This short hands-on course on English academic writing is aimed at students of physics who plan to write or are in the process of writing their degree project. The main objectives of the course are to help students improve their academic writing skills in English, raise awareness of the common issues and pitfalls of formal writing and help students communicate their ideas more efficiently. After students learn about these issues, they set out to write a short paper about quantum mechanics or the motivation for their degree project. They will then receive detailed feedback, both in writing and in an interactive feedback session.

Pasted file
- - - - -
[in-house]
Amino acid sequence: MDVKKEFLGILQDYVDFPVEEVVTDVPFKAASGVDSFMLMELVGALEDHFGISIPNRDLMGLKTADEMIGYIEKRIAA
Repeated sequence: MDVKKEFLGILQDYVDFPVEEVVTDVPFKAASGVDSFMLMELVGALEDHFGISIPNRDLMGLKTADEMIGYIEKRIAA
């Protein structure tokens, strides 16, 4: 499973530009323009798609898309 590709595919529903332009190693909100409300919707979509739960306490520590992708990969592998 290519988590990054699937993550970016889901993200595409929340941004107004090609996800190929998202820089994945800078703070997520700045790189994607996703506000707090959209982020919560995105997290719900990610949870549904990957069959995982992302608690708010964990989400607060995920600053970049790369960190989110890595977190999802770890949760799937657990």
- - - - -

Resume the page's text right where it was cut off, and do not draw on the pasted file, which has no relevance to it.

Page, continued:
Oral and Written Proficiency in Terrestrial Ecology
This offering consists of two workshops which form an obligatory component for undergraduate students writing literature reports on the Terrestrial Ecology course. In addition, formative feedback on linguistic and structural elements is provided on students’ reports. The first of the two workshops explores various aspects of academic writing with a particular focus on both structure and positioning in relation to secondary literature. Students participate in a practical activity developing their in-progress drafts. The aim of the second workshop is to develop oral proficiency ahead of presentations of the reports.
Popular Science Writing for PhD Students at the Faculty of Medicine (a course component in MEVK001, 1.5 credits)